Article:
Review / Coward with a light, delicate touch

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Yanina Clifton as Edith and  and Anita Davenport as Elvira in "Blithe Spirit".
Yanina Clifton as Edith and and Anita Davenport as Elvira in “Blithe Spirit”.
IN her debut production for REP, Kate Blackhurst takes on one of the most difficult plays in the standard English language repertoire.

Rippling with subtle wit that partly depends on outdated views about class, marriage and ethnicity, “Blithe Spirit” demands a light, delicate touch.

Peter Holland as the husband of two wives (one alive, one dead) brings that lightness to his part, but most of the other characters do not, with the result that the lengthy first half drags ever so slightly and fails to achieve many of the laughs.

The period setting allows a triumph for set designer Andrew Kay and costume designer Anna Senior, apart from a strange lapse that sees the ghostly wife Elvira (the more glamorous wife) dressed in questionable taste and wearing heavy ghostly make up that is entirely superfluous.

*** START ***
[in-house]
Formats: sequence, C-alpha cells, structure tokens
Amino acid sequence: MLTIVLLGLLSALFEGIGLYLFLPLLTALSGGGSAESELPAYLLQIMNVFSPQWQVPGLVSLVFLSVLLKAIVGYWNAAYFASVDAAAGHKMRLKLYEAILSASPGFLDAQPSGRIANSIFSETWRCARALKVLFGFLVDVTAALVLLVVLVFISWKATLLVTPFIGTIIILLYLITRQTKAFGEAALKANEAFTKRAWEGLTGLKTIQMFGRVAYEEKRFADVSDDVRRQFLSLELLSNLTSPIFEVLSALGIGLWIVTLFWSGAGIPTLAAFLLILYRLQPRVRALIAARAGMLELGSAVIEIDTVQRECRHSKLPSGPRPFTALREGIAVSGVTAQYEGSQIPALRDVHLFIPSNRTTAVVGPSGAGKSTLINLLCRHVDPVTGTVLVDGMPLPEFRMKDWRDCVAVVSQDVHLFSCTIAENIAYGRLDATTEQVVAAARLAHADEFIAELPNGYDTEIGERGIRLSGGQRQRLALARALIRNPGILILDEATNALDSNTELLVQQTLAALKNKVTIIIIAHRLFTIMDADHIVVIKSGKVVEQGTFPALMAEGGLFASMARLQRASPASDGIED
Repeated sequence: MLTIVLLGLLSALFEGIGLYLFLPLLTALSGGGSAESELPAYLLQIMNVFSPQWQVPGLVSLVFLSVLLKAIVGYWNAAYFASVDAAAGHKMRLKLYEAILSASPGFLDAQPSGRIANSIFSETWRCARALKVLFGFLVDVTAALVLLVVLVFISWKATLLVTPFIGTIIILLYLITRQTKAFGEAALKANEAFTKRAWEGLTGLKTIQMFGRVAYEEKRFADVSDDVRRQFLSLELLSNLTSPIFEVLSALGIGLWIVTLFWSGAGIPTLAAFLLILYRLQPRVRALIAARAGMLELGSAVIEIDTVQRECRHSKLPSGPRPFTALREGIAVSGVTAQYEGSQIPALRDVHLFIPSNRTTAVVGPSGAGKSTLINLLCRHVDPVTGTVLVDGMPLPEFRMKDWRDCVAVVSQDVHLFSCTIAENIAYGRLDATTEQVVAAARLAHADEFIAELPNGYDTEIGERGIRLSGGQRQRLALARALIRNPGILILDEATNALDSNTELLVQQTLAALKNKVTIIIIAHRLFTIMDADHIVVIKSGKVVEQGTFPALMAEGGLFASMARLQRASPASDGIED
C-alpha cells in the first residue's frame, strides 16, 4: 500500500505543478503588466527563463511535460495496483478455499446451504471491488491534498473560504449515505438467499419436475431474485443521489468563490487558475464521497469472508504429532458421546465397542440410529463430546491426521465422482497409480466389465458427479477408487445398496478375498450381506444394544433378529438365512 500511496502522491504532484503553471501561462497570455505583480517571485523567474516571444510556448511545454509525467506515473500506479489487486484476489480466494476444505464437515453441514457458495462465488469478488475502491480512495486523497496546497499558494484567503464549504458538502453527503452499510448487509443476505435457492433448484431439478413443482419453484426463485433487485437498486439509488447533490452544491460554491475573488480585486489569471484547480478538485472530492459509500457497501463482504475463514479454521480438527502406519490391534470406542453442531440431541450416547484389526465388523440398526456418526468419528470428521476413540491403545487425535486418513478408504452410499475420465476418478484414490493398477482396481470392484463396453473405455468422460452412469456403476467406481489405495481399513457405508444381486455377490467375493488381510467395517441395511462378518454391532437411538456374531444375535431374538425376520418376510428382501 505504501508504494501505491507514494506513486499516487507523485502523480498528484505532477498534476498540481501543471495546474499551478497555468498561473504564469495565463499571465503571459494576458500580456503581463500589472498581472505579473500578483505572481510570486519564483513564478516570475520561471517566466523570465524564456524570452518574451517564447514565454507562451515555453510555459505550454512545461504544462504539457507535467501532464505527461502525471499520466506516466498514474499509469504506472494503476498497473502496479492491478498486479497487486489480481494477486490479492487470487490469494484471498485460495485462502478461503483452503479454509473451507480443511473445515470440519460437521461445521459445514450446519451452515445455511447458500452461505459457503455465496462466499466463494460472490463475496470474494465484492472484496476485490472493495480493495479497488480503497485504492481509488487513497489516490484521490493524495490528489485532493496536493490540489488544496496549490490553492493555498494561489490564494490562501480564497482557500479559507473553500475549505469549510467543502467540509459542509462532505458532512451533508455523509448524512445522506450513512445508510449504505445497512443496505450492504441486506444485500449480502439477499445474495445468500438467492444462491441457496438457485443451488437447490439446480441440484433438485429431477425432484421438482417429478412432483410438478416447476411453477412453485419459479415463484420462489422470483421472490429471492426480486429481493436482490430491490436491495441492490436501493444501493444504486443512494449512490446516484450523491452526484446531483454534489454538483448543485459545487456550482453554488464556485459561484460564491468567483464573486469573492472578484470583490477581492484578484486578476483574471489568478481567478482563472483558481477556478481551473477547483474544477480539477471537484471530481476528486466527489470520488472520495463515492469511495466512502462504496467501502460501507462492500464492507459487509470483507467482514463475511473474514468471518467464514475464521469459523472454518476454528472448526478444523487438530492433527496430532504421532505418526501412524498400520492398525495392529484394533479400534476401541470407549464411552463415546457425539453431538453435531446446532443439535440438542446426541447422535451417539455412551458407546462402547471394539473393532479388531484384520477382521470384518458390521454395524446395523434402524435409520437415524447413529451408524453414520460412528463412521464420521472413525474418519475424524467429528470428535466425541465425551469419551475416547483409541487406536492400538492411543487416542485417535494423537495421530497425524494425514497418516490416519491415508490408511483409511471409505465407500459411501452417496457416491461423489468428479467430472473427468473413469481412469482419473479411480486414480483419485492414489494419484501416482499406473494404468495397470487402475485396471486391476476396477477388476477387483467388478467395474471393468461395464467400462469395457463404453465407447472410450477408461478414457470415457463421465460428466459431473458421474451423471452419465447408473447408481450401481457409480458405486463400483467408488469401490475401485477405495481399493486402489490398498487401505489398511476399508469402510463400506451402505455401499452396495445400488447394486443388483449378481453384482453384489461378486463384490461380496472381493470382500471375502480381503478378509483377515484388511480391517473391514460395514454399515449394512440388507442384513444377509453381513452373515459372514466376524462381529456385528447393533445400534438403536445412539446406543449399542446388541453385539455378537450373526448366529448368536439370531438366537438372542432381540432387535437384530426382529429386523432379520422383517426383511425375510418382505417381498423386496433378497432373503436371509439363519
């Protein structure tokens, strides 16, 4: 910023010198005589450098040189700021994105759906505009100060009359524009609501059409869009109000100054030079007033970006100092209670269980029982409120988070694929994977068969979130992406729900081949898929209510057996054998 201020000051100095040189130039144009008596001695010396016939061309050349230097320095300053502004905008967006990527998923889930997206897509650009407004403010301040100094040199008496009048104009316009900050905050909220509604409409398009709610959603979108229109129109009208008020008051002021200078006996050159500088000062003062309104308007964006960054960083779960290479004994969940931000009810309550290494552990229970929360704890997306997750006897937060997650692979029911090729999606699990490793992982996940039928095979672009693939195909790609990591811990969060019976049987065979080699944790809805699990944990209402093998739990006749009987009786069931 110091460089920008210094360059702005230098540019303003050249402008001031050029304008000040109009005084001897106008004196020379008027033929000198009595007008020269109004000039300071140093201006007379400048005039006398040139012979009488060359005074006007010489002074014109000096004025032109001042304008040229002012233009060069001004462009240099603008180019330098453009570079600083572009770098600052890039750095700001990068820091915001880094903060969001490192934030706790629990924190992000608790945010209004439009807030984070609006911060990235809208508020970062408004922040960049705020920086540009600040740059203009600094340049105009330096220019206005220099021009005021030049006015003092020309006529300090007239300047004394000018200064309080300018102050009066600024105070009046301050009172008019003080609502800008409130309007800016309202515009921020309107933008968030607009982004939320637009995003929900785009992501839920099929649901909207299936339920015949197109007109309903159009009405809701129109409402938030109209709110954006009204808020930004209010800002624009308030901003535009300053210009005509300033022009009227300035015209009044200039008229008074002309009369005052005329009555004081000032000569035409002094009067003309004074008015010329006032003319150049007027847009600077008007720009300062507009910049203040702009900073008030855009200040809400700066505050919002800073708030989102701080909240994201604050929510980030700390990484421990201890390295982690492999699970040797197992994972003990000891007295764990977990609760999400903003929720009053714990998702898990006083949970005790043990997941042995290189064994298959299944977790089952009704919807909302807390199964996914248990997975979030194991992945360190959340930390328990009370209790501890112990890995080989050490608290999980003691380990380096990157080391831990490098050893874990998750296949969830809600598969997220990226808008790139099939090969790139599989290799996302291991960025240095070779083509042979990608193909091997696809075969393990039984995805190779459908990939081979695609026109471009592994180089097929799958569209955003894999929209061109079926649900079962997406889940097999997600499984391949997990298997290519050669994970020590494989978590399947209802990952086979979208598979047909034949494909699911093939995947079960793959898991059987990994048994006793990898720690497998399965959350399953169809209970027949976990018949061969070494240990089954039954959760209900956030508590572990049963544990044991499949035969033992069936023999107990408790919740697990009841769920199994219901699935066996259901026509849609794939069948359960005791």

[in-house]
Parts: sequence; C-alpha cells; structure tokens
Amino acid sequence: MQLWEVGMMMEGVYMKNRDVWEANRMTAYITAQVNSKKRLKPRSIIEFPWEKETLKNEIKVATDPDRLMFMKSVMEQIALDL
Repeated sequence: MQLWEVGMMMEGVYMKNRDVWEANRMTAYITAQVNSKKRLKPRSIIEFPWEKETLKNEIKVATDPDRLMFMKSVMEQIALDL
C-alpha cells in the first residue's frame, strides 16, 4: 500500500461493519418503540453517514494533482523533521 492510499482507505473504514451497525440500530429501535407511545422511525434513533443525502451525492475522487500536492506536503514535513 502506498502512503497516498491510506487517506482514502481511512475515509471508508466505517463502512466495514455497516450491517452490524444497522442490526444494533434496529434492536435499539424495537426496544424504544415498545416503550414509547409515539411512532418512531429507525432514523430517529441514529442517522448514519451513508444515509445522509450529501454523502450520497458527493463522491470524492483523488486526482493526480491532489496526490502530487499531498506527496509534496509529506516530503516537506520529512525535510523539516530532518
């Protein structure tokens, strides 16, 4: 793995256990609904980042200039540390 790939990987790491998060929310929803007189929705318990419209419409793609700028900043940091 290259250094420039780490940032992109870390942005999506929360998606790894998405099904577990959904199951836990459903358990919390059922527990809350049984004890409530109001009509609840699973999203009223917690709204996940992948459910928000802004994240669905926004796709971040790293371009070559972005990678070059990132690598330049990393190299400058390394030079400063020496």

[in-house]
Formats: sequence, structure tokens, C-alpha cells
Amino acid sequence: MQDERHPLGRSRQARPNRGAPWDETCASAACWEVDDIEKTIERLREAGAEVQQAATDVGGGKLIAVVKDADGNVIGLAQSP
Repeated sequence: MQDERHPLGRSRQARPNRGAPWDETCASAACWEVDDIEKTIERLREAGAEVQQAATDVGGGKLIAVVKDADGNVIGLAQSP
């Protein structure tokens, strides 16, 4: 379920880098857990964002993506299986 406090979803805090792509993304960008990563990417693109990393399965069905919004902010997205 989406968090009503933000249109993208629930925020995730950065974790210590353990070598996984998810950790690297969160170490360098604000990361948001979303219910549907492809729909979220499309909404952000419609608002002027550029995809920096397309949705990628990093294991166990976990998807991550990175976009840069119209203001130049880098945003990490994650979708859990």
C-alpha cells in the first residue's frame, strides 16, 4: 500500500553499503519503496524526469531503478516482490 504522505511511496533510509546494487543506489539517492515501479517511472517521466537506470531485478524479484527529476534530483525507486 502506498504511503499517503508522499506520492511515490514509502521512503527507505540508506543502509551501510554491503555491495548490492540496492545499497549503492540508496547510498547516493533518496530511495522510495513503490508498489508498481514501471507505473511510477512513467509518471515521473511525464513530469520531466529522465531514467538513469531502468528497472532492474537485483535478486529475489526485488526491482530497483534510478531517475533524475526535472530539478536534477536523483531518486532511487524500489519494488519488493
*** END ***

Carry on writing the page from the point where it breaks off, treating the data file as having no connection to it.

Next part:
Stealing all her scenes was Liz St Clair-Long as the weird medium, Madame Arcati, a delicious role of which she made the most.

Emma Wood as the rationalist wife Ruth gives a sharp, focused performance and the youngest member of the cast, Yanina Clifton, plays  her role of the unwitting maid/medium with affecting ingenuousness.

The final moments of the play, when the set is quite literally trashed by two warring ghosts, is a coup for the technical team at REP and draw applause for the skill and the humour.


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Helen Musa
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